THOMASTON — As the sunny days roll ahead, black bear sightings have increased considerably in the past several weeks with many residents sharing their encounters with the animals online, sharing stories and posting pictures from all across the town. DEEP spokesperson Lee Sawyer told the Town Times that Thomaston has a relatively higher bear sighting track record overall in comparison to many other areas across the rest of the state.
With an estimated 800 to 1,000 bears statewide, the majority of which reside west of the Connecticut River, the black bear population in the northwest corner of Connecticut has consolidated regionally.
The statewide population exponentially rises each year by 10 percent, said Mr. Sawyer.
As a result, black bears have been moving into areas where they previously did not live, causing a surge of routine and sometimes even daily sightings by residents.
DEEP statistics indicate that from June 2018 to June 2019, there have been 136 reported bear sightings in Thomaston alone.
“Connecticut has reforested over the years,” Mr. Sawyer explained.
He further mentions that bears are moving back into the forestlands, budding populations within close proximity to areas populated by people.
Many of the bears who become accustomed to inhabiting shared spaces with humans become habituated to the environment, especially with the presence of outside garbage containers and trash as well as bird feeders hung in trees in the backyard.
Mr. Sawyer strongly urges residents to bring their trash inside and take down bird feeders during the spring and summer seasons to reduce the chances of bears wandering by their households.
However, solely removing exterior trash and bird seed from properties will not stave off bears, but merely reduce the attractions for black bears to appear in residential areas.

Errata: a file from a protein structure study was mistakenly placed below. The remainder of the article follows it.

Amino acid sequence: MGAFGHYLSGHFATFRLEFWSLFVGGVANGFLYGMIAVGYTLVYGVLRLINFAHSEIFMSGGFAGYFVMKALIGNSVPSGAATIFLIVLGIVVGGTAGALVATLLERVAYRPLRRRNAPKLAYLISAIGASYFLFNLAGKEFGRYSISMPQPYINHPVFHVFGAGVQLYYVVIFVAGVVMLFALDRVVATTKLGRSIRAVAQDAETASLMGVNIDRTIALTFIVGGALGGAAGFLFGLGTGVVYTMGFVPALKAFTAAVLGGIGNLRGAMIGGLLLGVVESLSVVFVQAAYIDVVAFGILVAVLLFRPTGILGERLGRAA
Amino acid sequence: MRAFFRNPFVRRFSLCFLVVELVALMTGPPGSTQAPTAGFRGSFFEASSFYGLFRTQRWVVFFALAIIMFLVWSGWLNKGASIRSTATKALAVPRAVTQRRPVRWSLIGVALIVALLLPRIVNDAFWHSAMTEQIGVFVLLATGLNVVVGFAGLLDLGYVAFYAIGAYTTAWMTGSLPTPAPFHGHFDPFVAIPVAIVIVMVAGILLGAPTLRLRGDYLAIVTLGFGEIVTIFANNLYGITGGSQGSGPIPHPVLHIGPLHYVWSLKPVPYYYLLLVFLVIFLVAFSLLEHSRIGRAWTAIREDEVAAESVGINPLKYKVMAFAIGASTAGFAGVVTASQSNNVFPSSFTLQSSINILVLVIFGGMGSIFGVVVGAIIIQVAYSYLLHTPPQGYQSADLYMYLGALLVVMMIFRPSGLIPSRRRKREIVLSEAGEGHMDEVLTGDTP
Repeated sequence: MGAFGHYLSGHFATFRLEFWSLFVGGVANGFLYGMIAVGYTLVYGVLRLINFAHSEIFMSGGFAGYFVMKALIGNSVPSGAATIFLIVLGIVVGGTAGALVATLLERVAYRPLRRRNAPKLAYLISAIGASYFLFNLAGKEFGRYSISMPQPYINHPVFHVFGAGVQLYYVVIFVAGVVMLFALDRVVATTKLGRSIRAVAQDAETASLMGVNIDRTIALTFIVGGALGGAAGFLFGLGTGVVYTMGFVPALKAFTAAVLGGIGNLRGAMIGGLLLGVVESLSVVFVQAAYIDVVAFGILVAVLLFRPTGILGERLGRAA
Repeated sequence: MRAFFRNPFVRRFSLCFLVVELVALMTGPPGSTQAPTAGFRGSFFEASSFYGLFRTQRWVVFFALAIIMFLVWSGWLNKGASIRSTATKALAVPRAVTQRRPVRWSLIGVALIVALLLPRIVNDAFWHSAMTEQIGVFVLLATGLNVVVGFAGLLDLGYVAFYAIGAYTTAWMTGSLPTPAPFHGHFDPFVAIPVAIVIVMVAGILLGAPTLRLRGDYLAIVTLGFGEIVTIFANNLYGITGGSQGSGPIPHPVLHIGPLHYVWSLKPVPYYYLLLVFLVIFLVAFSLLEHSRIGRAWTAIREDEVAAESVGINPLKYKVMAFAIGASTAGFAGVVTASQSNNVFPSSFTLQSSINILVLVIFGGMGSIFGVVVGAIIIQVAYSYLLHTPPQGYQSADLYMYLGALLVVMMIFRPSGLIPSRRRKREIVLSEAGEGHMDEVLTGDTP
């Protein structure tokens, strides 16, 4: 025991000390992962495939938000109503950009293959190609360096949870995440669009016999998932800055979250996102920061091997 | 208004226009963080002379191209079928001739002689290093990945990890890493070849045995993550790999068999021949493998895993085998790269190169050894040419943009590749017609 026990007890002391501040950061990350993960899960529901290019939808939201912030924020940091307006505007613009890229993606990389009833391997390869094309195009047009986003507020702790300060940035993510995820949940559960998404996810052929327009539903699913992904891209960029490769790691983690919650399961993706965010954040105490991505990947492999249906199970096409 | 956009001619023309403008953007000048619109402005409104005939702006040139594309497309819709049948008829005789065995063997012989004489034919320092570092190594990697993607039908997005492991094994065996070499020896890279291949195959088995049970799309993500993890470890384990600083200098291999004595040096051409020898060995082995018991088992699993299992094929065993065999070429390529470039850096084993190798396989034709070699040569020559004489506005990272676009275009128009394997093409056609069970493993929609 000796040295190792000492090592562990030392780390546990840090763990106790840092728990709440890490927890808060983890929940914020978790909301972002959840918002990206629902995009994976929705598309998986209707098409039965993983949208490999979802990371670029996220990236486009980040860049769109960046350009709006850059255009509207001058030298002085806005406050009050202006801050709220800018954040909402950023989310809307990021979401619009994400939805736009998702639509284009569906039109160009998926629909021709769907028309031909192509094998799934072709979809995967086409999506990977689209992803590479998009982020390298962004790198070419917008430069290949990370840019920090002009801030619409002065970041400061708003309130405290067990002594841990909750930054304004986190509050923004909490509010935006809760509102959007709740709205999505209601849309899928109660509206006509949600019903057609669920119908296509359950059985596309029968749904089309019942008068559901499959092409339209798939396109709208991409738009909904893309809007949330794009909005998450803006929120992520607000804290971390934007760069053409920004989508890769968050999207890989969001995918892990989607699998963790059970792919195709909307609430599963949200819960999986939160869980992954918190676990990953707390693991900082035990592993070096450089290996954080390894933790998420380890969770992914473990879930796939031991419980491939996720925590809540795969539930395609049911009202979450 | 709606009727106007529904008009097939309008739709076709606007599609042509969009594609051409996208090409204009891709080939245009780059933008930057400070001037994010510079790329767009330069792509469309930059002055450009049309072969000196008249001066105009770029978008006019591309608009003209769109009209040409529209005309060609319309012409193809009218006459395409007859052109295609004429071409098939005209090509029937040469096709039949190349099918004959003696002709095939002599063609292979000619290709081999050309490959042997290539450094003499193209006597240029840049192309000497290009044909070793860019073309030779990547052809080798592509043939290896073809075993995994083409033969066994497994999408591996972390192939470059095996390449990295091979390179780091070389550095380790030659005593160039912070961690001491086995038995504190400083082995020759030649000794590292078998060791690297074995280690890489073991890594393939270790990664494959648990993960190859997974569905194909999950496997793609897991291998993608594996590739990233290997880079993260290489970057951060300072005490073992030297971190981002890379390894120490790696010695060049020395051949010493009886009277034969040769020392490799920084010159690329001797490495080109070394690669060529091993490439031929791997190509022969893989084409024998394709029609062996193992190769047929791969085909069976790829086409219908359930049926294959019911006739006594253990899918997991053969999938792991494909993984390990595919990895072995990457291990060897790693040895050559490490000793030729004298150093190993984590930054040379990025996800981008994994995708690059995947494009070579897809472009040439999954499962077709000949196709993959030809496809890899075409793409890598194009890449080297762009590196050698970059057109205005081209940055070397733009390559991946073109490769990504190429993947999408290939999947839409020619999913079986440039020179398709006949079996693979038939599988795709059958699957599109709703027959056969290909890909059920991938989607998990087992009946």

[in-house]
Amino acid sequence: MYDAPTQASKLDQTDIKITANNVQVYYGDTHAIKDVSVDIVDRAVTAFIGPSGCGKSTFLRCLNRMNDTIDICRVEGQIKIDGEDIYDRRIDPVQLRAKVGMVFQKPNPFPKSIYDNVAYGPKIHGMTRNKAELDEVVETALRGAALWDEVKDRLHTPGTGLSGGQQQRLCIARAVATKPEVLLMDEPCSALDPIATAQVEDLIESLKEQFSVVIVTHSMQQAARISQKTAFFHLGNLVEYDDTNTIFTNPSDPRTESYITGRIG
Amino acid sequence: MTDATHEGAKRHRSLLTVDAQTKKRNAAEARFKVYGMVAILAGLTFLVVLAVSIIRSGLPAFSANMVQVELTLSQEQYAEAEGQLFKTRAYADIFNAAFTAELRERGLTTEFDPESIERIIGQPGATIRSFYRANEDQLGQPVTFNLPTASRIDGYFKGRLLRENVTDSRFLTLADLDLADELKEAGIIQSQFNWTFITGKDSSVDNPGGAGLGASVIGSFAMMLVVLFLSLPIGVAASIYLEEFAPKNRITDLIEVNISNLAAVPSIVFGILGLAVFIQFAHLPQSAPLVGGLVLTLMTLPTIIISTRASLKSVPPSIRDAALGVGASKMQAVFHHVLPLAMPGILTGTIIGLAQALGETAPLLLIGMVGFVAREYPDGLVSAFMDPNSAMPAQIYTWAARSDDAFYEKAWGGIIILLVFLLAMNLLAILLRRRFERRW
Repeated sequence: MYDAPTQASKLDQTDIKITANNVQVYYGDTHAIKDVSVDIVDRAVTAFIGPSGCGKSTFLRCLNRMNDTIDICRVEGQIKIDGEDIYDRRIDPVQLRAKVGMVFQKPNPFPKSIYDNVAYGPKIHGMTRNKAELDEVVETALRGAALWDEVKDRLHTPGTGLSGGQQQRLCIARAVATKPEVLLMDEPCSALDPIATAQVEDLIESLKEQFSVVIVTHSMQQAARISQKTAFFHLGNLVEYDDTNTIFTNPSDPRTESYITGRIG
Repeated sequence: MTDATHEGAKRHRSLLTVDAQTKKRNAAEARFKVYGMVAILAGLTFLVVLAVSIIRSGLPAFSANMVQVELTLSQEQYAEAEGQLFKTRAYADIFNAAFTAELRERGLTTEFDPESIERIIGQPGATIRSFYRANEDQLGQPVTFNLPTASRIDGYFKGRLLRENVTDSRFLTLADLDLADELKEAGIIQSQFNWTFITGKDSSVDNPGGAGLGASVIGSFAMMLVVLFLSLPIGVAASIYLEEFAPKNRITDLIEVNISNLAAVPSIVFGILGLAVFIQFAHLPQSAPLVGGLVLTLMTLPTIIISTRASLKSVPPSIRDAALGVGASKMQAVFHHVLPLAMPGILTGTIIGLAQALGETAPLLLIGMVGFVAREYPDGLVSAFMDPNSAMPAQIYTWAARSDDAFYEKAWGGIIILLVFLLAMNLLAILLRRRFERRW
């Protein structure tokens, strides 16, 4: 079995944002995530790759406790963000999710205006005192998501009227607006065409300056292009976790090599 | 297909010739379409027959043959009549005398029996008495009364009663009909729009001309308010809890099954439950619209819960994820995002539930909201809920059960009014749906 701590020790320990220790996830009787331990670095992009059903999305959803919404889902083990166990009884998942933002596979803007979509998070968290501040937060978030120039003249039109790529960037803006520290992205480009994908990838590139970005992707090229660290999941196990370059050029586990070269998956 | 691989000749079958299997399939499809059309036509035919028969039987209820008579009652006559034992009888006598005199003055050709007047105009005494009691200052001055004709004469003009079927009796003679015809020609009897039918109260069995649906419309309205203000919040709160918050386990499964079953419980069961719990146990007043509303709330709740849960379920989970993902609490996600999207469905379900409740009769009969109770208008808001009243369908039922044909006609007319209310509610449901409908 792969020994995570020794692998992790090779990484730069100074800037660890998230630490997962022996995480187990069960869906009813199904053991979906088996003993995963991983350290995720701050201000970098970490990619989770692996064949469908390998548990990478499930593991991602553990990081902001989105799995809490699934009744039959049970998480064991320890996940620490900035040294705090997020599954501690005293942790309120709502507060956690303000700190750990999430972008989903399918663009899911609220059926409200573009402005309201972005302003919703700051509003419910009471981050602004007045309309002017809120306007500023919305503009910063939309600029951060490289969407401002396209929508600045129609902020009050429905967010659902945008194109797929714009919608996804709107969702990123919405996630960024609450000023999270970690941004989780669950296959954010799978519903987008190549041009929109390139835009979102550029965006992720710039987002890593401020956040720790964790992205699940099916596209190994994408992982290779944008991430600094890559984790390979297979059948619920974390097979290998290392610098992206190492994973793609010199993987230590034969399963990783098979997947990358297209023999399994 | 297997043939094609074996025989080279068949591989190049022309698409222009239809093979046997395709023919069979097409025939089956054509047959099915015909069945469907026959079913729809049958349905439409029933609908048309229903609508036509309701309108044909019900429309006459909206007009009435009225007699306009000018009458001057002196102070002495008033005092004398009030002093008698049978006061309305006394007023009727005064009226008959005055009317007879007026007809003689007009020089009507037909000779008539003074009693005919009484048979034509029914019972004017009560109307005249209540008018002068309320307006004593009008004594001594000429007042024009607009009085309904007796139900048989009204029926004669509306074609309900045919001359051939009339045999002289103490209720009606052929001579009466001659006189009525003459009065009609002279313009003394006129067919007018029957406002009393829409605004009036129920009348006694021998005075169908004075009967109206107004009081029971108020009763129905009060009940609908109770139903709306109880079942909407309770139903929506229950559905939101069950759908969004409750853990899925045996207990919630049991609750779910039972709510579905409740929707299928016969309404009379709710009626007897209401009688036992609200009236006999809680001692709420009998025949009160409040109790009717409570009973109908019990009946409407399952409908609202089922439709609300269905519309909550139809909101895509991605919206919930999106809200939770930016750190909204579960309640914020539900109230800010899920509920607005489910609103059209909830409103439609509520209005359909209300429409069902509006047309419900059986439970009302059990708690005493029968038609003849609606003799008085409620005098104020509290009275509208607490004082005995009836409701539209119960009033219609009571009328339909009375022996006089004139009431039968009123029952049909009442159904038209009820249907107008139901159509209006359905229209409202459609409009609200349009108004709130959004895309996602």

DEEP accumulates population indexes on the black bear species when residents report bear sightings and their whereabouts to the organization; there is an online form to report bear sightings through the DEEP website.
With the collected information, DEEP is able to maintain a history of bear sightings across the communities in Connecticut.
Although DEEP does not directly work in coordination with local law enforcement, Mr. Sawyer acknowledges the role that law enforcement entities assume when being called regarding bear sightings and the possible dangers imposed upon humans and livestock by the presence of a black bear.
However, DEEP hosts a 24-hour hotline service for residents who spot bears and require immediate assistance or recognize that it may be a potential safety concern for themselves or neighbors.
Those seeking immediate assistance are asked to call 860-424-3333 for the 24-hour hotline.
Mr. Sawyer shared the three types of specialized responses that DEEP responders may enact during bear sightings when DEEP is called onsite.
One most commonly enforced utilizes a “scaring the bear” tactic, executed by local professionals, who attempt to disrupt the bear’s current location and residence.
The second but rare outcome may result in euthanizing a bear, as happened recently in Burlington; and the third option consists of relocating the bear, but this process is least likely possible, especially for a small state like Connecticut.
Although bear sightings are prominent and many go unnoticed to DEEP, especially within this region of the state due to lack of reporting by residents, Mr. Sawyer emphasizes anyone who sees a bear to inform the local DEEP authorities, either online or by call, depending on the circumstances.
“Some people are concerned with reporting a bear,” Mr. Sawyer stated, especially if someone believes that DEEP may cause harm to a bear or any form of recourse as a result of reporting a bear sighting.
However, Mr. Sawyer clarified that the majority of bear sightings do not result in any negative recourse, rather the reporting is actually kept to acquire more information for DEEP and its fellow biologists to track, compile and learn more about the current status of the ever-expanding black bear population in Connecticut.